Dealing with Adversity – Hallel v’Hodaah

In Al Hanissim we state that Chanukah is a time “l’hodos ul’hallel — to express thanks and praise” for the miracles Hashem did for us at this time — specifically the military victory over the Yevamim and the nes of one day’s worth of oil burning for eight days. In reality, it is more than that. Chanukah is an opportunity to reflect on the numerous miracles Hashem did for us throughout the generations such as taking us out of Egypt and blotting out Amalek. It also reminds us of the daily miracles — large and small — Hashem does for us continuously.

In Parashas Vayeitzei, Leah exclaimed, “Hapaam odeh es Hashem — now I will thank Hashem,” upon naming her fourth son, Yehudah. The name Yehudah comes from the word l’hodos, which means to thank, and is the origin for the word Yehudi — Jew. We see from here that the quintessence of being a Jew is to give thanks for all we have and not to take anything for granted.

Indeed, this truth comes to the fore after arising each morning when we articulate our first words of the day, “Modeh ani l’fanechah — I thank you” as we begin the day. It reflects the sentiment that one cannot accomplish anything without Hashem’s assistance and compassion.

In Shemoneh Esrei, in Modim we express this sentiment in greater detail, describing the Ribbono shel Olam as the “Rock of our Lives, Shield of our Salvation.” Harav Avigdor Miller comments that one who stands on a rock is in a position of strength, for it is difficult to fight one who is high up; “No one can tunnel under Him, because the rock is hard … and when there occurs some distress which interferes with the regular processes of life, and we need especial intervention on our behalf, [Hashem is] the Shield that stands between us and misfortune.”

Additionally, we must thank those around us who benefit us somehow — our parents, spouses, relatives, mentors, friends. For most people, the list is extensive. Saying ‘thank you’ shows our recognition that we are limited in our abilities and knowledge and we need other people to fill the void.

Many people find it challenging to say thank you to someone else. They are uncomfortable admitting that they could not succeed without their benefactor’s assistance. Breaking one’s arrogance is needed to steel oneself to do so. This realization helps us to cultivate humility.

Considering the benefits of such a mindset will hopefully make things easier. Sefer Mishlei (3:34) tells us, “L’anavim yitein chein — to those who are humble, Hashem will grant favor (chein).” Chein in the eyes of Hashem and people is the key to blessing. Sefer Orchos Tzaddikim writes that a humble man’s tefillos are answered immediately. Our Sages tell us that if someone is shamed — i.e., brought to a humbled state — that moment is an eis ratzon, a fitting time to daven for salvation. The greater the humility that is generated, the more one can hope for a more generous measure of chein one will be given by Hashem.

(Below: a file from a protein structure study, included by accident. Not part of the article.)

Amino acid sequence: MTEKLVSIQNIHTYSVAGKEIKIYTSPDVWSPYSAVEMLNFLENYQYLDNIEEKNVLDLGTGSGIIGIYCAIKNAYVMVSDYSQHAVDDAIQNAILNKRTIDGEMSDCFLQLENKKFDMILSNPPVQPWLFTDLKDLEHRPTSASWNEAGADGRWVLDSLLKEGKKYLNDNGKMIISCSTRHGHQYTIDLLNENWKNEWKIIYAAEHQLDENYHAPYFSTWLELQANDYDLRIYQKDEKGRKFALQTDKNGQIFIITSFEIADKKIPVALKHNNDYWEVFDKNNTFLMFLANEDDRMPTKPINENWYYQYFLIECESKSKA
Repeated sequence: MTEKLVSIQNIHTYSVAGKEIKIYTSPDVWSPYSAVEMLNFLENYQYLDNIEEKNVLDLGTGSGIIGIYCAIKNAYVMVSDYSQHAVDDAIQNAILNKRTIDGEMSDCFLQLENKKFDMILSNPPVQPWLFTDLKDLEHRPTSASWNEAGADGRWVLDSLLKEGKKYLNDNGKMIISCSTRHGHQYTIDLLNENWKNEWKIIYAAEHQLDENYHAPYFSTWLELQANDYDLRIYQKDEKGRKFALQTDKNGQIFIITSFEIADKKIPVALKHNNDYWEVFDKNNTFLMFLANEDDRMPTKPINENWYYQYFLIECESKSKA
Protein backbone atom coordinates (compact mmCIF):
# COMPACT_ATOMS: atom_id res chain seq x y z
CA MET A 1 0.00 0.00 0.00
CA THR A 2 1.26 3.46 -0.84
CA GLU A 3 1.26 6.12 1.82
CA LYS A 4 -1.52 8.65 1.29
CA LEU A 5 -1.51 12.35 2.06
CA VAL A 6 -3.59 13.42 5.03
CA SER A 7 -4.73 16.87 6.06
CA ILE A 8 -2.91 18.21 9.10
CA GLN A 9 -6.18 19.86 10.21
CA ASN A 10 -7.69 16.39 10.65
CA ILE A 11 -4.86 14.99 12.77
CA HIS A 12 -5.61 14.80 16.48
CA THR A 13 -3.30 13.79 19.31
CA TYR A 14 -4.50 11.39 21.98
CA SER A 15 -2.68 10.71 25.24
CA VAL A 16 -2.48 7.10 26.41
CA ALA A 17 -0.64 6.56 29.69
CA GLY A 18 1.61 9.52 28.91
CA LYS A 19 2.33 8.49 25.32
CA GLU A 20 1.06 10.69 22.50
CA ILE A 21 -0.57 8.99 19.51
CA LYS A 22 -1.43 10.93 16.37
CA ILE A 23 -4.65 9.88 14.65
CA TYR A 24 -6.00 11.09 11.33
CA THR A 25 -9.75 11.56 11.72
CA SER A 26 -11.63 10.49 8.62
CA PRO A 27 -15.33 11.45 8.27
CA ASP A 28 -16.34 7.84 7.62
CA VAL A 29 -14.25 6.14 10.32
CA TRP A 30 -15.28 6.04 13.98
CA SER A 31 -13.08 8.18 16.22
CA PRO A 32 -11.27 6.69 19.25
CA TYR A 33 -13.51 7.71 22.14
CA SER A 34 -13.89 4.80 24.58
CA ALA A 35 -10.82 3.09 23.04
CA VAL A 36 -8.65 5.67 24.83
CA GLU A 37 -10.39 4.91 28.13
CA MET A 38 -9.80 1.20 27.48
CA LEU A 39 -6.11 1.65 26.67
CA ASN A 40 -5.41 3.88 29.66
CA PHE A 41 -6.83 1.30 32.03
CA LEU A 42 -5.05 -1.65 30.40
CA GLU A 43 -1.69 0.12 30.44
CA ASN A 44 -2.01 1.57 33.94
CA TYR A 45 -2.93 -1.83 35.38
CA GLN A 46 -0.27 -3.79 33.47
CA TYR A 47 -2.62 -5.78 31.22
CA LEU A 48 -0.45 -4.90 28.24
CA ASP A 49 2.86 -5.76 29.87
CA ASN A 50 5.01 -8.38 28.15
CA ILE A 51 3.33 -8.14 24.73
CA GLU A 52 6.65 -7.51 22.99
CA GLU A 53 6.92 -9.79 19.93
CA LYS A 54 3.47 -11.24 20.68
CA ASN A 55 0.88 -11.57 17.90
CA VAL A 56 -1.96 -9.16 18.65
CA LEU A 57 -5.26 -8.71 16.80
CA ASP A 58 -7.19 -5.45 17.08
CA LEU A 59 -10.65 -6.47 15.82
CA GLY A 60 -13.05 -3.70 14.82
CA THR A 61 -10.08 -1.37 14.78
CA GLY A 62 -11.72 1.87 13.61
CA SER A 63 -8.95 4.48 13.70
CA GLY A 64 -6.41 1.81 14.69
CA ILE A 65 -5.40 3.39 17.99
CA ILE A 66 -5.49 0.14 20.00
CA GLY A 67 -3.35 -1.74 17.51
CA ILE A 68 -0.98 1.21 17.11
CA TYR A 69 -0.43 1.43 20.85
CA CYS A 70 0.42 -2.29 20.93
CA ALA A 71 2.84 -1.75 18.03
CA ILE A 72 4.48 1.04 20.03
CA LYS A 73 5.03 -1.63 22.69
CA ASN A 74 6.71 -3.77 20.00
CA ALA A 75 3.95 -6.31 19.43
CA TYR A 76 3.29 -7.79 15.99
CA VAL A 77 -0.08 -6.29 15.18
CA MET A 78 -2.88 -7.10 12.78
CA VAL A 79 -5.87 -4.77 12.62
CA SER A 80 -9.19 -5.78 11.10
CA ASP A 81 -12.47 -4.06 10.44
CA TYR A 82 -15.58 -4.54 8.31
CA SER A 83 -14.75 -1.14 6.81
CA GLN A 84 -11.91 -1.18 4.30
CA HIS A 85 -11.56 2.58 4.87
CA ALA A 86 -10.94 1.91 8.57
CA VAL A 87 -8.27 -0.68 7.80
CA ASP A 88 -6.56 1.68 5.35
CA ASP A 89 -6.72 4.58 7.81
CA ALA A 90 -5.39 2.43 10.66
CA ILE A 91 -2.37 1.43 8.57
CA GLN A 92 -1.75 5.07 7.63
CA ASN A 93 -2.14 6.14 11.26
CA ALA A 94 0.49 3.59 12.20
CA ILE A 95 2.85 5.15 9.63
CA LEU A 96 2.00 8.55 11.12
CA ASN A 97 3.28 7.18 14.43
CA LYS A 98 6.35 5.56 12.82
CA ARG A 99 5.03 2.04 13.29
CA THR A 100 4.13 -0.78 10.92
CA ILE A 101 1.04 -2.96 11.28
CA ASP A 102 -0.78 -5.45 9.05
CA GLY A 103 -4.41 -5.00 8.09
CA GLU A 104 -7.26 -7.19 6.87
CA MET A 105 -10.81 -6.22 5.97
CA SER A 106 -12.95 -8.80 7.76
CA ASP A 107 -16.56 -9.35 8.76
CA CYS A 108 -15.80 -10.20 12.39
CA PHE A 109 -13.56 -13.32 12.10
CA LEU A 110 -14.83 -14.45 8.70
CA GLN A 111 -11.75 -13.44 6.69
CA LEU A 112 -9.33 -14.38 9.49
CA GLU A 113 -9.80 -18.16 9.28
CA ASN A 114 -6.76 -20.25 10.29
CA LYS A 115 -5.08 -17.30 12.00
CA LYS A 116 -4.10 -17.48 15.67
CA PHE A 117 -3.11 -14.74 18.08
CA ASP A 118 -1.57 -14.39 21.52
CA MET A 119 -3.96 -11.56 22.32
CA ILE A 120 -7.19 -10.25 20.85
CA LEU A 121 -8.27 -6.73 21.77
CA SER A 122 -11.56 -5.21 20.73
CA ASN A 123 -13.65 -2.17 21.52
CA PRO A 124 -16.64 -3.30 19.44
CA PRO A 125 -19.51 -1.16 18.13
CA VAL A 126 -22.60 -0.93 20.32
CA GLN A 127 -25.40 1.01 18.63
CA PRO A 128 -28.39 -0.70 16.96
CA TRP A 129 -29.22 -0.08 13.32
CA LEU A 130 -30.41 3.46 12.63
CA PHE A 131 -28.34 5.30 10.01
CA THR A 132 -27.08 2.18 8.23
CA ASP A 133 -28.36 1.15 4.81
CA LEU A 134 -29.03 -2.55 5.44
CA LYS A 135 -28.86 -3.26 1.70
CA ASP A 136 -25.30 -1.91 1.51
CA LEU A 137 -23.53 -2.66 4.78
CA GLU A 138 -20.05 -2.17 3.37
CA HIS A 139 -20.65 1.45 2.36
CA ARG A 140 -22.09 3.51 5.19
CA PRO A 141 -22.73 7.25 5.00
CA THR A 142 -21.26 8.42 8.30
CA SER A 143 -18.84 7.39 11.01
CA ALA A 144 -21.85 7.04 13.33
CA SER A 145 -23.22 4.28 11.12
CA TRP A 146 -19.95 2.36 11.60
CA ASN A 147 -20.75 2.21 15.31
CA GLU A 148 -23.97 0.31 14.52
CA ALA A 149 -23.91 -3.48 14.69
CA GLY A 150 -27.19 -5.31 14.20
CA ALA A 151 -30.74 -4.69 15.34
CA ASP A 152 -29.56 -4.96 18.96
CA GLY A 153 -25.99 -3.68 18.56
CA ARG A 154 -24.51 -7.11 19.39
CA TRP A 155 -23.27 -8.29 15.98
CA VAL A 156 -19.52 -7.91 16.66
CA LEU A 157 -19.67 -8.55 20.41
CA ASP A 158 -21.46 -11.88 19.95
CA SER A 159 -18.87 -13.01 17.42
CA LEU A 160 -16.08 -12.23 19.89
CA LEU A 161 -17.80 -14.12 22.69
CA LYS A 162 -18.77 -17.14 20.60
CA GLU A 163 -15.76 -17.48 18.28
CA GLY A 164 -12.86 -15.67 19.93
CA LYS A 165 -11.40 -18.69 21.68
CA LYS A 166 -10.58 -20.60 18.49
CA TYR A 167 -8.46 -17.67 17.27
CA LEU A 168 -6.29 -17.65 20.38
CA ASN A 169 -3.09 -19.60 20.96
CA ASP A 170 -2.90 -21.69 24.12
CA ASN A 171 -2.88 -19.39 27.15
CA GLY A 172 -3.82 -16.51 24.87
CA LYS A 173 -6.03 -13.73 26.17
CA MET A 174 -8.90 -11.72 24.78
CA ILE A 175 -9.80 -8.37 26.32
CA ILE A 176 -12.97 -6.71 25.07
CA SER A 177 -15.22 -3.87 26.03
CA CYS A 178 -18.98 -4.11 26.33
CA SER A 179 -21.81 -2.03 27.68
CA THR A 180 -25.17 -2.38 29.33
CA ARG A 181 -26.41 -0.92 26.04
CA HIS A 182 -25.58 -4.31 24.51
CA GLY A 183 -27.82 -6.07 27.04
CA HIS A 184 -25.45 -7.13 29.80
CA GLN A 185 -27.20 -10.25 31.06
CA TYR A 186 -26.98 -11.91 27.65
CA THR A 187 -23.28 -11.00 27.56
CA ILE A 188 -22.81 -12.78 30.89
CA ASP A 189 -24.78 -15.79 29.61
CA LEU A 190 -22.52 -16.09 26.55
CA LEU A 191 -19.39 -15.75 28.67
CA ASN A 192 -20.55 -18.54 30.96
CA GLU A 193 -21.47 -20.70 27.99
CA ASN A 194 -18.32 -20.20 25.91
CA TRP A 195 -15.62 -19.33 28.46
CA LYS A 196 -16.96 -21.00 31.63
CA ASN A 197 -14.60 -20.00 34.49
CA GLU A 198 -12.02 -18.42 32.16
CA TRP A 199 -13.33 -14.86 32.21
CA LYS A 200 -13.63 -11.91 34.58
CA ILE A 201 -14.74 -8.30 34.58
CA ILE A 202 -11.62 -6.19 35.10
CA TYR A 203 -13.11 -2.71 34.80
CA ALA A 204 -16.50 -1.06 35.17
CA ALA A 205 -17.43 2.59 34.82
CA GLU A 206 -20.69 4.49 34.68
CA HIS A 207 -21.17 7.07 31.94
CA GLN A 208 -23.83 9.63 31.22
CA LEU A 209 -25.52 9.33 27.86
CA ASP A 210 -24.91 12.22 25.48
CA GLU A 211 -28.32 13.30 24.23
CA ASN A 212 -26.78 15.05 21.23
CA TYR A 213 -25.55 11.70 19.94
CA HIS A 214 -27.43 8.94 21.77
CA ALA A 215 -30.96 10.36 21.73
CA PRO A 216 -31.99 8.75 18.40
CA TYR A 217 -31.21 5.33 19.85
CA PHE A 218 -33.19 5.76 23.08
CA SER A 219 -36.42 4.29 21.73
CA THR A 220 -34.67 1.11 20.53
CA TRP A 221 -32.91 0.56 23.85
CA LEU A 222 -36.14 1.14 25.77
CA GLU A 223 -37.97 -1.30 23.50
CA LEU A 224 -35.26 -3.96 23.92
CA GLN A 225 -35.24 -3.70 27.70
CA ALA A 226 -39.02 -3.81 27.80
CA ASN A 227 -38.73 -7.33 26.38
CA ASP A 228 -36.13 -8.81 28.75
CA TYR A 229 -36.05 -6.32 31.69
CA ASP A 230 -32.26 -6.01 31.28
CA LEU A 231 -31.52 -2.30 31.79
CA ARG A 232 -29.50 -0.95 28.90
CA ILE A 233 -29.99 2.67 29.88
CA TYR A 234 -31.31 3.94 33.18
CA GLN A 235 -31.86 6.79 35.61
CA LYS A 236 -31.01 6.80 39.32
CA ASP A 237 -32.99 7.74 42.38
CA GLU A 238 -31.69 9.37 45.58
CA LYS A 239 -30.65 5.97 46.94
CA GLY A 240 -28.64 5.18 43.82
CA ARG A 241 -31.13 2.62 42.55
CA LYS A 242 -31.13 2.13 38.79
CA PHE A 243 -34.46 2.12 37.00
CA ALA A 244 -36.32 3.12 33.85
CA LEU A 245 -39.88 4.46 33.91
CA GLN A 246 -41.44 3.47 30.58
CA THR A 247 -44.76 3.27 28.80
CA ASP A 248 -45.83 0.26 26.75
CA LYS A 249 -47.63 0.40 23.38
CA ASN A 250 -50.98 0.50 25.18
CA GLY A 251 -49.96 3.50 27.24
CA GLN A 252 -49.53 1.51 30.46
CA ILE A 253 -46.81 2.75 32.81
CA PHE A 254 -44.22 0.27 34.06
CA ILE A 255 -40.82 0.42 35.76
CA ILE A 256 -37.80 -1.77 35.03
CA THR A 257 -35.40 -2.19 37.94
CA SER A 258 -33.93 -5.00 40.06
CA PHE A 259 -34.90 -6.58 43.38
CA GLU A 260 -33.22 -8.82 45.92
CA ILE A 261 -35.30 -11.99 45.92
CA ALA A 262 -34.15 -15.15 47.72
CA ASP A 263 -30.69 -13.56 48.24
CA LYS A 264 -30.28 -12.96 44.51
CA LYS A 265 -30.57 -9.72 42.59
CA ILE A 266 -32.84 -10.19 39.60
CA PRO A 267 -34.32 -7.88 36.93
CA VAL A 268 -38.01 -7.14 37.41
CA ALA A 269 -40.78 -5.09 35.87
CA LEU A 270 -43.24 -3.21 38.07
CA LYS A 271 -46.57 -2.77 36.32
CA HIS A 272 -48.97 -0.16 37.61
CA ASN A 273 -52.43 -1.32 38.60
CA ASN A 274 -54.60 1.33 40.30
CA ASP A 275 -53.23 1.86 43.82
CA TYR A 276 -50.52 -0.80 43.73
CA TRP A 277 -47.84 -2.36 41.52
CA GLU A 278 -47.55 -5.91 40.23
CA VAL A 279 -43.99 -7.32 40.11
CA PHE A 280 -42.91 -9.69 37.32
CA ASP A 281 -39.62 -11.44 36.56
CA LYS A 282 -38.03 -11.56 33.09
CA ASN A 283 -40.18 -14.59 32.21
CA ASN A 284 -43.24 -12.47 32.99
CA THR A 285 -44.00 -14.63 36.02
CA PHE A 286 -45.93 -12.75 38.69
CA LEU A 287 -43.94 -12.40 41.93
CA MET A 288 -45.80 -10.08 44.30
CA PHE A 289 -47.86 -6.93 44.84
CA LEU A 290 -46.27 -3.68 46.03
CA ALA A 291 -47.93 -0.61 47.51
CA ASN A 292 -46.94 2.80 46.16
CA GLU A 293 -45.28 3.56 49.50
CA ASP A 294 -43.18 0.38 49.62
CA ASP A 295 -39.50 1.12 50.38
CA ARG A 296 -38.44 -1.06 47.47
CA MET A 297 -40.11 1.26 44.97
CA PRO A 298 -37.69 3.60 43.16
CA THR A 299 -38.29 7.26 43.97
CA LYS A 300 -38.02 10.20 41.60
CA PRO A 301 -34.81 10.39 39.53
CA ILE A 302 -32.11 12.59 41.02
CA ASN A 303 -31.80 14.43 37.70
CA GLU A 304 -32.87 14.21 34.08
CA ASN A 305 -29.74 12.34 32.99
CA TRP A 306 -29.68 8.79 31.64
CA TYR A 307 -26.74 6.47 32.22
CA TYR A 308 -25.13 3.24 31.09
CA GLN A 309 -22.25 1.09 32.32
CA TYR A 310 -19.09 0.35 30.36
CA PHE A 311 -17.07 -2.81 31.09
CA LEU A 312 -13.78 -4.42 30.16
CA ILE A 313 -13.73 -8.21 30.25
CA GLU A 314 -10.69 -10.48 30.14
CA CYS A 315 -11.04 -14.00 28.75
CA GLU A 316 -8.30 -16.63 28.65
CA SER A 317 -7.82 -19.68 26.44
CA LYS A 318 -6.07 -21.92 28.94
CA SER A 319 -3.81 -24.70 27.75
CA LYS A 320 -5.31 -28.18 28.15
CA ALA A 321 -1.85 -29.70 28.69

Sefer Pele Yoetz amplifies this idea by saying that when one praises Hashem, it not only makes his own life more enjoyable but Hashem considers it a mitzvah for which He allocates reward. The sefer quotes the Midrash which says, “Whoever experiences a miracle and sings shirah, [i.e. gives thanks for it], another miracle will be performed for him as a reward.

When one becomes accustomed to receiving gifts from a benefactor, there is often an tendency to begin to take things for granted. Ironically, the very continuity of the unfathomable largess that Hashem bestows upon us — our health, food, housing, the very air we breathe — serves to impede our ability to appreciate it properly.

Harav Yisrael Salanter was visiting Paris to inspire the secular Jews there. He entered a restaurant and requested a glass of water after which he was given a bill for 50 francs. When he asked the waiter about the high price, he replied, “Rabbi, you are not paying only for the water! You’re paying for the ambiance in which you partook of the water — the crystal glass in which you drink it, the elegant surroundings, the tapestries on the walls, the view. …”

Rav Yisrael paid the bill and, afterward, he penned a letter to his talmidim back home in Russia explaining that he now knows why when we recite a brachah on water we say, “Shehakol neheyiah b’devaro — that everything comes about through His word.” We are thanking Hashem not merely for the water alone but rather for everything around us that we enjoy when we partake of the water. Let us utilize the elevated zman of Chanukah to ponder and express gratitude for the bountiful gifts we receive.

Rabbi Yosef Gesser is a longtime writer for Hamodia Newspaper as well as an inspirational speaker on various topics, including dealing with adversity. He can be reached at

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